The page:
GENEVA – In a split 6-1 vote Monday, the Geneva School District 304 Board approved a resolution for a 1 percent tax levy increase for next year.
Board member Mike McCormick cast the lone “no” vote, saying he preferred a zero percent levy and that the district should rely on cash reserves to carry over any shortfall.
The total amount requested for the 2013 levy is nearly $79.9 million, $650,000 less than if the board requested the 1.7 percent maximum that it can legally request. The amount is based on the consumer price index.
The district’s 2012 levy was $78.5 million.
Taxing bodies in Illinois make their levy requests to the county based on what they need and the equalized assessed value of property within the district. Final action will be taken in December.
The 1 percent levy recommendation would increase property taxes on a house with a fair market value at $315,000 by $305, officials said.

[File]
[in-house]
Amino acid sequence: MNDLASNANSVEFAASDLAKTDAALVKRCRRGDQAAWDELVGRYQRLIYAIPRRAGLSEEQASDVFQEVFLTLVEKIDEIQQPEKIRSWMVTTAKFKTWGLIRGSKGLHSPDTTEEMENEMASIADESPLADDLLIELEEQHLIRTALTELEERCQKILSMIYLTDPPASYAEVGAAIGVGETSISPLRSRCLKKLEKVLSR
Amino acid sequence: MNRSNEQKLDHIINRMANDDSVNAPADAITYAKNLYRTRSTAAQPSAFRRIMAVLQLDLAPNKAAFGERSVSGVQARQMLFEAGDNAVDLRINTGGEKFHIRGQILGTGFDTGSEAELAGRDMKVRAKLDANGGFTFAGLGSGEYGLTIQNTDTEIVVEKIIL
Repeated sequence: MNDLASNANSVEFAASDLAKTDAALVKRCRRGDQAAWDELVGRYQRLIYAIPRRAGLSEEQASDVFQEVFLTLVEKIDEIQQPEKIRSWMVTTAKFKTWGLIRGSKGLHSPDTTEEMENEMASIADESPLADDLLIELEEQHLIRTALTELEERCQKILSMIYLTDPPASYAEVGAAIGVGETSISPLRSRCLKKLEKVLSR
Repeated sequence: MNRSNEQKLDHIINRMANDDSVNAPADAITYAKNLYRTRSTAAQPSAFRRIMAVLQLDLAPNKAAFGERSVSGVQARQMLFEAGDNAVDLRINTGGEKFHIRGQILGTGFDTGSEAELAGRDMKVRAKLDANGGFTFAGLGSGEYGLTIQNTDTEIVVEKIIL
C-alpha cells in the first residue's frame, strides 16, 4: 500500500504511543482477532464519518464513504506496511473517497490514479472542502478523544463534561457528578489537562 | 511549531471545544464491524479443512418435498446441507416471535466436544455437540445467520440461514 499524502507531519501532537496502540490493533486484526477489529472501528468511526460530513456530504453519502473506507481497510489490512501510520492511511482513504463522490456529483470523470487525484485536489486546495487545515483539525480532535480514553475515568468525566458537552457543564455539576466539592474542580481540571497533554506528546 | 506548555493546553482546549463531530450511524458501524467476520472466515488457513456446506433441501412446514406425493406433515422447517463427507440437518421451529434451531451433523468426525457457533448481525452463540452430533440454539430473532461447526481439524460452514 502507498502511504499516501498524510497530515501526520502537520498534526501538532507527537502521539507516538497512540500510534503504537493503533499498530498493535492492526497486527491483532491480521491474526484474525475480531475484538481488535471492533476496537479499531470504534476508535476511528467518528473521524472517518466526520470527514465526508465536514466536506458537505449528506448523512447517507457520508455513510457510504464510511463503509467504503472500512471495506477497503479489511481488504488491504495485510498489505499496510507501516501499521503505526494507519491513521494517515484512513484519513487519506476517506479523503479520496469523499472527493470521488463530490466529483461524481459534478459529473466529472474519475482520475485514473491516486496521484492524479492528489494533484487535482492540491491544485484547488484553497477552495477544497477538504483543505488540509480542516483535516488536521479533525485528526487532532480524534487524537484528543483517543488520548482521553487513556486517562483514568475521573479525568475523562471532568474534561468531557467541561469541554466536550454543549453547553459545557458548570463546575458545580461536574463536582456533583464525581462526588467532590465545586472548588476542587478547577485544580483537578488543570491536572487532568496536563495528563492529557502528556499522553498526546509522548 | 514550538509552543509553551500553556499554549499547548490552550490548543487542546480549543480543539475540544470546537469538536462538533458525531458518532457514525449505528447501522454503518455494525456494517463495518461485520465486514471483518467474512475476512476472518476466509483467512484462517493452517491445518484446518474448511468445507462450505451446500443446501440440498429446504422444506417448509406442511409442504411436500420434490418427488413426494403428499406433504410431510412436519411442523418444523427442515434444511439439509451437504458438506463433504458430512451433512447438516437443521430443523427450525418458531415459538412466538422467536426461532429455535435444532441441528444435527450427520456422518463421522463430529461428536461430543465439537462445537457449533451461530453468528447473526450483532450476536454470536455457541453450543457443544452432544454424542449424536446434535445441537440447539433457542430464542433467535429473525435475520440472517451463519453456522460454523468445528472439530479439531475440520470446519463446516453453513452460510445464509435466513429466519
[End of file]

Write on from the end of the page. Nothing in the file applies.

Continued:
A zero percent levy request would have brought in $79.2 million and cost the same homeowner an additional $252, officials said, but would have brought in $1.3 million less, officials said.
The board majority was not willing to risk a shortfall on a zero percent levy.
“We are not taking everything that we could, we are taking what we need,” board member Kelly Nowak said of the 1 percent levy.
“Reserves are there when we need them,” McCormick said. “If not now, when? ... There’s more foreclosures doing down my block every week. Taxes are still going up, but not as hard. Let’s tighten our belts.”
About 50 people in the audience applauded McCormick’s comments.
But other board members opted for the 1 percent levy, cautioning that the district does not know the potential cost of all-day kindergarten, a pension shift or other cuts in state aid.